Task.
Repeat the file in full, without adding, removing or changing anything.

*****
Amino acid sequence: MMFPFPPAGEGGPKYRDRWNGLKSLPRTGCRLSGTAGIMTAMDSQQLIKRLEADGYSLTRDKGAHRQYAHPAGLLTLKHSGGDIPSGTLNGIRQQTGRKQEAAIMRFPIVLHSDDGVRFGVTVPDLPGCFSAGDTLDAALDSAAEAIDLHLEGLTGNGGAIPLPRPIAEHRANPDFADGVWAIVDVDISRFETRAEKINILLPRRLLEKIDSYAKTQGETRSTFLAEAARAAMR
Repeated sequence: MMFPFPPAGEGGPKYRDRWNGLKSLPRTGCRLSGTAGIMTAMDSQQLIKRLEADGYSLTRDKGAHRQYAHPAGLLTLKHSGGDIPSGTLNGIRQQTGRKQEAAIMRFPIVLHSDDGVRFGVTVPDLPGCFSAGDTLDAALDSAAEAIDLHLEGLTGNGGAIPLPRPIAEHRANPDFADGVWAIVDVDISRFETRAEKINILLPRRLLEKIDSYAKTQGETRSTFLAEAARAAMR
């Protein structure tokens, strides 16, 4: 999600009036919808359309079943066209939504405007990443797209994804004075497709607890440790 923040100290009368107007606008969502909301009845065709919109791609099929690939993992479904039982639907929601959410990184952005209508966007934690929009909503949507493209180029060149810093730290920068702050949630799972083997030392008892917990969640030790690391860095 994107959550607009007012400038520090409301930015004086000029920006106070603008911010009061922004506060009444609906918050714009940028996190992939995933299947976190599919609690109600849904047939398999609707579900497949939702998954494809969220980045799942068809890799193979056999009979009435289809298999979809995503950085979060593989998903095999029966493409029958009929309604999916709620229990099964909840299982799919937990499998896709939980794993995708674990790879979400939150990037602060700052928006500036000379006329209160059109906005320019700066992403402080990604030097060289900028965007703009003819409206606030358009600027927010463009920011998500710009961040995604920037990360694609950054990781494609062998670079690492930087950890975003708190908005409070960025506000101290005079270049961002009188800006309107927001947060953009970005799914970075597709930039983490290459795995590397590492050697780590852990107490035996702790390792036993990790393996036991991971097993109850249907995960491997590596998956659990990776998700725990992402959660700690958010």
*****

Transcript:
Amino acid sequence: MMFPFPPAGEGGPKYRDRWNGLKSLPRTGCRLSGTAGIMTAMDSQQLIKRLEADGYSLTRDKGAHRQYAHPAGLLTLKHSGGDIPSGTLNGIRQQTGRKQEAAIMRFPIVLHSDDGVRFGVTVPDLPGCFSAGDTLDAALDSAAEAIDLHLEGLTGNGGAIPLPRPIAEHRANPDFADGVWAIVDVDISRFETRAEKINILLPRRLLEKIDSYAKTQGETRSTFLAEAARAAMR
Repeated sequence: MMFPFPPAGEGGPKYRDRWNGLKSLPRTGCRLSGTAGIMTAMDSQQLIKRLEADGYSLTRDKGAHRQYAHPAGLLTLKHSGGDIPSGTLNGIRQQTGRKQEAAIMRFPIVLHSDDGVRFGVTVPDLPGCFSAGDTLDAALDSAAEAIDLHLEGLTGNGGAIPLPRPIAEHRANPDFADGVWAIVDVDISRFETRAEKINILLPRRLLEKIDSYAKTQGETRSTFLAEAARAAMR
């Protein structure tokens, strides 16, 4: 999600009036919808359309079943066209939504405007990443797209994804004075497709607890440790 923040100290009368107007606008969502909301009845065709919109791609099929690939993992479904039982639907929601959410990184952005209508966007934690929009909503949507493209180029060149810093730290920068702050949630799972083997030392008892917990969640030790690391860095 994107959550607009007012400038520090409301930015004086000029920006106070603008911010009061922004506060009444609906918050714009940028996190992939995933299947976190599919609690109600849904047939398999609707579900497949939702998954494809969220980045799942068809890799193979056999009979009435289809298999979809995503950085979060593989998903095999029966493409029958009929309604999916709620229990099964909840299982799919937990499998896709939980794993995708674990790879979400939150990037602060700052928006500036000379006329209160059109906005320019700066992403402080990604030097060289900028965007703009003819409206606030358009600027927010463009920011998500710009961040995604920037990360694609950054990781494609062998670079690492930087950890975003708190908005409070960025506000101290005079270049961002009188800006309107927001947060953009970005799914970075597709930039983490290459795995590397590492050697780590852990107490035996702790390792036993990790393996036991991971097993109850249907995960491997590596998956659990990776998700725990992402959660700690958010």